Soon to play a key role in a planned UNLV Medicine Gender Affirmation Surgery Program, Goldman sees the ever-expanding growth of technology as a double-edged sword. “When rapid innovation has a substantial, positive impact on your health and quality of life, who could blame us for wanting more?” he asks. “In my lifetime, we will make custom tissue implants for reconstruction. In the not-so-distant future, we will be able to custom-make ears for pediatric craniofacial patients, organs for cancer patients, limbs for wounded soldiers, and far beyond.”

Yet, Goldman cautions, not all new technology in medicine is entirely beneficial to patients or doctors. He argues the electronic health record (EHR), where a collection of patient health information is stored in a digital format to make information available instantly and securely to authorized users, has decreased the time doctors spend with patients:

“While in theory the EHR has many valuable potentials, in practice it has become an onerous portion of the ever-increasing non-clinical work performed by physicians. In 2016, the Annals of Internal Medicine published a journal article concluding that physicians were spending two hours on EHR and desk work for every hour they spent on clinical face-to-face time with patients,” he says. “The increase in non-clinical work has not been met with a reciprocal increase in clerical assistance to allow physicians to rebalance their time, reflecting an administrative goal more focused on the bottom line than the patient and physician experience. This evolution, away from direct patient interaction, has certainly led to a denigration of the physician-patient relationship...Patients put the highest level of trust in the intentions and the knowledge of their doctors. When they encounter averted eyes and the back of a computer screen while expressing ailments and profound concern, the obligation that trust entails is simply not met.”

Goldman is clear about what he believes makes a great physician:

“Once you have all the certification and experience that make a competent physician – these are a necessary foundation – what makes a great doctor is personality, compassion, drive, individuality, and a sincere desire to connect with, and care for, patients,” he explains. “It is a mixture of knowledge of, and adherence to, evidence-based medicine and dedication to patient centered care.” This means advocating for both patient and physician wellness. It means getting involved in professional societies and engagement in quality improvement, as well as giving back to the community and the world of medicine at large. It means “late nights studying for tomorrows, really knowing the people I work with, making the hospital and OR home, and going the extra mile to leave a place better than I found it. An innovative mindset in all of these pursuits is paramount. Driving the future of healthcare is just as important as its provision in the present.”

Twenty-three-year-old Danielle Arceo, a Las Vegas native who’s starting her second year in the new UNLV School of Medicine as a full scholarship student, was homeschooled – her stay-at-home mother was educated as an engineer and her father is an administrator with NV Energy. Well before she entered a pre-med program at Pensacola Christian College in Florida, the medical field fascinated the young woman, one of seven children in the Arceo family.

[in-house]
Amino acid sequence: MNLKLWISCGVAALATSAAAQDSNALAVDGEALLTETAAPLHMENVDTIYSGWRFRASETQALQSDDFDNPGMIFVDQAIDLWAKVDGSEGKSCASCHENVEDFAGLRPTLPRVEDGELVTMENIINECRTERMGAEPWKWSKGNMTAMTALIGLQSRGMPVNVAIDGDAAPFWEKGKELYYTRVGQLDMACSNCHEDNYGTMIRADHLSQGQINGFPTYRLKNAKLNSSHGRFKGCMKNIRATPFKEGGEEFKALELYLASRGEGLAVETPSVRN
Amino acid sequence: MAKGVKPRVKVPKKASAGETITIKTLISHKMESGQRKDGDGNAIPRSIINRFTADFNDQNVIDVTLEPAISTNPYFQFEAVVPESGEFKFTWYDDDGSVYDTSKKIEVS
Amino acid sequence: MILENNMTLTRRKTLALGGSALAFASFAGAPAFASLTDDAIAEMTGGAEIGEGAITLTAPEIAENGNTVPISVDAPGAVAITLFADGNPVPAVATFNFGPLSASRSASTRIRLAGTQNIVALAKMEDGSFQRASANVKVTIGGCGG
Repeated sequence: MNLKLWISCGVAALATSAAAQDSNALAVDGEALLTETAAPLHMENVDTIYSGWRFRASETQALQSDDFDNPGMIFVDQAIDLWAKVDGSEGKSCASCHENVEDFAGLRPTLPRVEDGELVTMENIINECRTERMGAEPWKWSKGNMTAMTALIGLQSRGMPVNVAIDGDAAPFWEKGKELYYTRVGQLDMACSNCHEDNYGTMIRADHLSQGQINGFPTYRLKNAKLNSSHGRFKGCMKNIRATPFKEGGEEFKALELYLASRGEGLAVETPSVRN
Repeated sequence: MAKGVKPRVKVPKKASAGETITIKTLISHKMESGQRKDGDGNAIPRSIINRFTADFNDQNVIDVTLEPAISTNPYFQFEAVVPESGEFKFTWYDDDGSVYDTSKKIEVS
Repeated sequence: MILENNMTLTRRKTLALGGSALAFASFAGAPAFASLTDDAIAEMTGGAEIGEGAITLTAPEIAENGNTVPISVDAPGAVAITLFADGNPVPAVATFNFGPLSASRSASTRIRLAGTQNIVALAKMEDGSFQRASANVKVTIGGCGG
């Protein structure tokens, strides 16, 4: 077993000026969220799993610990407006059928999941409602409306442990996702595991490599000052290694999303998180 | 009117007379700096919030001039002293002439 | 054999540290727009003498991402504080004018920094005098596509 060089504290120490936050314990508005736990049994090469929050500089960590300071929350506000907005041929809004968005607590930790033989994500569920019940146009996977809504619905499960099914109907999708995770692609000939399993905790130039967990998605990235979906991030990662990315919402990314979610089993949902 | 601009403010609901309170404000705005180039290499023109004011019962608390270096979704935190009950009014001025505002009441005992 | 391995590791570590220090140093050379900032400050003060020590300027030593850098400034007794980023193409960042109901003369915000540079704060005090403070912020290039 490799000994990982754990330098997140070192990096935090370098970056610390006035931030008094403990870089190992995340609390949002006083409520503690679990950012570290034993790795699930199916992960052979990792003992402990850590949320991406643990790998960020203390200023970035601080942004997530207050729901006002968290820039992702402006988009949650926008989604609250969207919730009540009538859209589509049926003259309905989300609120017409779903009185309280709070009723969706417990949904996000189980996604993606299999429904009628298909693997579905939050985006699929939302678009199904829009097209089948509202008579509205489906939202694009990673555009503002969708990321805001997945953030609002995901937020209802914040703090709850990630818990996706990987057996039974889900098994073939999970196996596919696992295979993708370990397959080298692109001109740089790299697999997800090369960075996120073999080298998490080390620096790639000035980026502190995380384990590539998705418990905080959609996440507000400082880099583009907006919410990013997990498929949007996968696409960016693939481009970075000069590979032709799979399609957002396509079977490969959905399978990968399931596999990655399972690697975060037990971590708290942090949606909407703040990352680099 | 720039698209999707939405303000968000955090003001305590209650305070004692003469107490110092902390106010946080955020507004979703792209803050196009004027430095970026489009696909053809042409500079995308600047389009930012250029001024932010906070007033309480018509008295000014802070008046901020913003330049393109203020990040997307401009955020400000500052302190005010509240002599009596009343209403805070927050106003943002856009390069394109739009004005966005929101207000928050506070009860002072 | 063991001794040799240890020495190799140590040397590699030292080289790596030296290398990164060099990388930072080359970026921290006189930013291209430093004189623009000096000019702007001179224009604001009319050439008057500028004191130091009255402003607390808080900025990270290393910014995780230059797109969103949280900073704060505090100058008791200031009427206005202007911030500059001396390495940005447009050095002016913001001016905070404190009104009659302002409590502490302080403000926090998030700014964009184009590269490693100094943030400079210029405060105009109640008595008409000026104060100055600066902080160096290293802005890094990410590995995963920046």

“Since the time I first started carrying a purse, I always carried a first aid kit with me because I wanted to be ‘prepared.’ The initial reason I chose to become a doctor was that I wanted to engage in international medical missions,” she says. “That’s something that is still a passion of mine, but I don’t know at the moment whether it looks like a long term or a short term type of pursuit. Besides, truly, there are people within my current community who don’t have access to solid healthcare, just like people in third-world countries don’t, so I wouldn’t necessarily need to leave the country to help people in that way.”

Arceo says she sees more reliance on technology, such as video conferencing, in the future, especially if the physician shortage continues. “Do I think that’s the best way for medicine to go? No, not really – a significant element of our health as people depends on human-human interaction. If we strip that away in the medical setting, aren’t we compromising efficacy for efficiency?”

The medical student says the economics of health care have created a situation where patients have “limited one-on-one time with their physicians” and high co-pays for their doctor visits. “I think the system we have now is frustrating for everyone.”

Still unsure what medical specialty she’ll study, Arceo is excited about the possibilities of using adult stem cells to regenerate lost tissue. “Burn victims and traumatic injury victims would have more hope of full recovery; ‘wear and tear’ injuries that now require artificial joint replacements could have a more amenable option; and ultimately, those who are recipients of transplants would have an option that wouldn’t require them to be on immunosuppressants for the rest of their lives.”

A born again Christian, Arceo says science and religion co-exist peacefully in her life.

“Clinically, science can tell me how the human body works and what happens when things go wrong. Religion, rather, tells me the bigger purpose behind everything. Why are we here? What is the meaning of life?”

Dr. Michael Scheidler, UNLV School of Medicine, Chief of Pediatric Surgery.

Dr. Joshua Goldman, UNLV School of Medicine, Professor of Reconstructive Plastic Surgery.

Second year UNLV School of Medicine student, Danielle Arceo.